It wasn’t the variegated facade — with patterns abstracted from the dragon motifs on rugs once woven in Lubetkin’s native Georgia — that impressed me most, or the 19-storey spiral staircase. It wasn’t even the most obvious features of my 700 sq ft flat: the recessed balcony where you could dry washing in the rain; the glass wall in the south-facing living room flooding it with light in winter; or even the trapezoid-shaped second bedroom.

It was something more subtle; a feeling that grew stronger over years of the rightness of the shape, proportions and sequence of the rooms, that were so much better and more flexible in use than most other purpose-built apartments I had seen. Like Cade and Brown, I felt I was living in a space conceived as a home rather than just a unit of accommodation.

“He had a very keen sense of how small flats could be laid out in a considerate way that reflected the lifestyles of the people who were likely to live in them,” says John Allan, who has superintended the restoration of some of Lubetkin’s major works and wrote the definitive work on the architect.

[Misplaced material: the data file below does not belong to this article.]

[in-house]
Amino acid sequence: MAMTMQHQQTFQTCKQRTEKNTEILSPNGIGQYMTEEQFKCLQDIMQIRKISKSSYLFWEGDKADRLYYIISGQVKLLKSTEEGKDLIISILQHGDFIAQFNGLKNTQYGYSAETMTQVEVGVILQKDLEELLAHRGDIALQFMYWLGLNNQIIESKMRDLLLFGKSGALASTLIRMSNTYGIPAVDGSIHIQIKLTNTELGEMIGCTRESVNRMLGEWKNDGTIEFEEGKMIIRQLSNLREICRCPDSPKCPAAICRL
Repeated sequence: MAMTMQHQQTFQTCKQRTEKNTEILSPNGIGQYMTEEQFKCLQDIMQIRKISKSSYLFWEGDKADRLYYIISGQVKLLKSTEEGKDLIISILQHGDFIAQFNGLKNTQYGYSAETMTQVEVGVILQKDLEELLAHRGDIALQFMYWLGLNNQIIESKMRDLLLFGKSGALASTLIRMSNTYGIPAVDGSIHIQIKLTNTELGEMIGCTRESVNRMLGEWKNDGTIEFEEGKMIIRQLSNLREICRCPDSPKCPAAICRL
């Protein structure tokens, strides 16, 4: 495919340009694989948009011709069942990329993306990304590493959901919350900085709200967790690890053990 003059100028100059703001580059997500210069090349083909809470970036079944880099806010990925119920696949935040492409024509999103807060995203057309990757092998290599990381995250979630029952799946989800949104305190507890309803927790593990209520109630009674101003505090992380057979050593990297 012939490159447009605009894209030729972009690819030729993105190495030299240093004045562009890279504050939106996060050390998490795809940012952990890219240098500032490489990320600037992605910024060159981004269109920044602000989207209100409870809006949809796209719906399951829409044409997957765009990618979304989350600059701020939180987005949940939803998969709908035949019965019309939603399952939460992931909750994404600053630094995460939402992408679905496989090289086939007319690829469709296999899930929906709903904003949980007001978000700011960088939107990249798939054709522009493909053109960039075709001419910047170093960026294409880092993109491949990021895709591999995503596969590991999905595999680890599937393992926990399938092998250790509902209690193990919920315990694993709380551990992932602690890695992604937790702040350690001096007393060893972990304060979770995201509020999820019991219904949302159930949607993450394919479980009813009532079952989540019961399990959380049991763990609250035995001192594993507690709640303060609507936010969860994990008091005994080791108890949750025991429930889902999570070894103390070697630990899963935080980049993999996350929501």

Sivill House, in Shoreditch, by Berthold Lubetkin
Sivill House, in Shoreditch, by Berthold Lubetkin; author Louis Wustemann lived here for 25 years after buying a flat in the 1990s © View Pictures/Universal Images Group via Getty Images

Sivill House spiral staircase
The 19-storey spiral staircase in Sivill House © Tom de Gay

Does he believe Lubetkin gave the same level of attention to his public housing as to a luxury project such as Highpoint? “Certainly, there is no question about that. It was an important part of his training to interrogate every single detail of a design. There was nothing that was too unimportant to not be worthy of rethinking if a better solution could be found.”